Division on Visual Impairments

DVI Quarterly Volume 59(4)

A quarterly newsletter from the Council for Exceptional Children's Division on Visual Impairments containing practitioner tips for Teachers of Students with Visual Impairments, Certified Orientation and Mobility Specialists, and other professionals.

Issue link: http://dvi.uberflip.com/i/374077

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Page 26 of 59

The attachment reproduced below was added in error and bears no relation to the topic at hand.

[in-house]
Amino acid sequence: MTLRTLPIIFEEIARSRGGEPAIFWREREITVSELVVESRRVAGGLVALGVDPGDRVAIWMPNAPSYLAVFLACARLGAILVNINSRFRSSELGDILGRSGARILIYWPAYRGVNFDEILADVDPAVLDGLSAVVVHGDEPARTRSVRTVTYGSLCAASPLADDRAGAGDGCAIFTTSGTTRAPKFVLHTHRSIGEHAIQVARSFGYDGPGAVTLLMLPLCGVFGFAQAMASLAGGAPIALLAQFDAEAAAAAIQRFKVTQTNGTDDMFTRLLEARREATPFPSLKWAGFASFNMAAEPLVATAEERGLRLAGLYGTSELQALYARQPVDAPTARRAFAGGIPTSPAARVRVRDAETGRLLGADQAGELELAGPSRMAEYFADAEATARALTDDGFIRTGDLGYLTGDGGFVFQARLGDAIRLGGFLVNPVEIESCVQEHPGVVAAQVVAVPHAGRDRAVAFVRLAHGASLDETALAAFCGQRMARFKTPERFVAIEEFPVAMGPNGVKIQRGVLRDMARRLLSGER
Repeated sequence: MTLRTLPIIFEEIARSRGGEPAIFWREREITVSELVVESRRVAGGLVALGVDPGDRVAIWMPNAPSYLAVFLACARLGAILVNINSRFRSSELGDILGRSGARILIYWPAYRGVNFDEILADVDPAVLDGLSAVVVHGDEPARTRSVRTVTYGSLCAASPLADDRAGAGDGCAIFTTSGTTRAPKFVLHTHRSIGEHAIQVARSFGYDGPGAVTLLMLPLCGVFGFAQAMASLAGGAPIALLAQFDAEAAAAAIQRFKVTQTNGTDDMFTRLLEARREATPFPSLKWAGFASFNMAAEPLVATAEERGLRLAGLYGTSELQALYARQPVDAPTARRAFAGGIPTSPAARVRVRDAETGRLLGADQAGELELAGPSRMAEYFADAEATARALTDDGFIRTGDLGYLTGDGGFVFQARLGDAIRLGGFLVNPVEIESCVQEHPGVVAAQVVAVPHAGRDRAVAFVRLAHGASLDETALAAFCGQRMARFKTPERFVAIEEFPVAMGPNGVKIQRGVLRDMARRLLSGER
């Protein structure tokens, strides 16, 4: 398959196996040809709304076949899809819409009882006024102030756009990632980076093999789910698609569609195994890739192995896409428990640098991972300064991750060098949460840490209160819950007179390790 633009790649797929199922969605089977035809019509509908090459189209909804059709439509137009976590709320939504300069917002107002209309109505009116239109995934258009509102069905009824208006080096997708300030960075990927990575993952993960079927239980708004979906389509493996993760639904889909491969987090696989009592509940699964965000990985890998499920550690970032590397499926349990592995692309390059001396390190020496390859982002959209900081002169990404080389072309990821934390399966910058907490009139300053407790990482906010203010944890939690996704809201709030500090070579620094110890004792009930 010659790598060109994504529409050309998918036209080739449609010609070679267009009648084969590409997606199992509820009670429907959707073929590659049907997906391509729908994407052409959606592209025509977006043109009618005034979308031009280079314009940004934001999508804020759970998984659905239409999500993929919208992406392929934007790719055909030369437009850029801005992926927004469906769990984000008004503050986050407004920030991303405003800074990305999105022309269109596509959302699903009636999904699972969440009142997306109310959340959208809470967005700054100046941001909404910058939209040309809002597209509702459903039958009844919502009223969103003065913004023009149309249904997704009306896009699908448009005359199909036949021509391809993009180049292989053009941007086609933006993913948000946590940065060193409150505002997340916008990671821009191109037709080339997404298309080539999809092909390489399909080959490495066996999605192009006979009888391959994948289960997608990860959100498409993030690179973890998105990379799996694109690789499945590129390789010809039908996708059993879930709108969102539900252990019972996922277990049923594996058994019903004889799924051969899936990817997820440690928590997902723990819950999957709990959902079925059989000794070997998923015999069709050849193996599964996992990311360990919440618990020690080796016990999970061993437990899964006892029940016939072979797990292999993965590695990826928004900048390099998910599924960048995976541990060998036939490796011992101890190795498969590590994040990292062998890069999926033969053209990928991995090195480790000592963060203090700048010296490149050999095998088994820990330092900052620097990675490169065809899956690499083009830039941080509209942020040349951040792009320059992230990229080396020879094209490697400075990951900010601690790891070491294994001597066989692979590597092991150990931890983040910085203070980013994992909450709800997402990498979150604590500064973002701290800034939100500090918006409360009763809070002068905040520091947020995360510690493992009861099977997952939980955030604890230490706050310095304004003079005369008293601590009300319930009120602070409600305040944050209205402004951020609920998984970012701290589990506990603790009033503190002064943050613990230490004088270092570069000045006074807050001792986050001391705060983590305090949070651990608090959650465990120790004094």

Importance of Ongoing Learning Media Assessment Nicole Johnson, Ed.D. Assistant Professor, Kutztown University njohnson@kutztown.edu Over the past years, emphasis has been placed on practices to develop literacy skills in all children. United States Department of Education (2002) considers literacy to be the academic cornerstone of education. Early literacy instruction begins during preschool years and provides children with developmentally appropriate settings, materials, experiences, and social support that encourages early forms of reading and writing that flourishes into conventional literacy (NAEYC, 2003). The first significant step in encouraging the development and attainment of literacy is the assessment of learning media (Koenig & Holbrook, 2005). It is imperative that the learning media assessment (LMA) take place at an early age to ensure children with visual impairments are given the correct tools to facilitate learning beginning in the early years LMA is the process of systematically selecting learning and literacy media for students with visual impairments (Koenig & Holbrook, 2005). The main purpose of a LMA is to evaluate a student's preferred use of sensory 27

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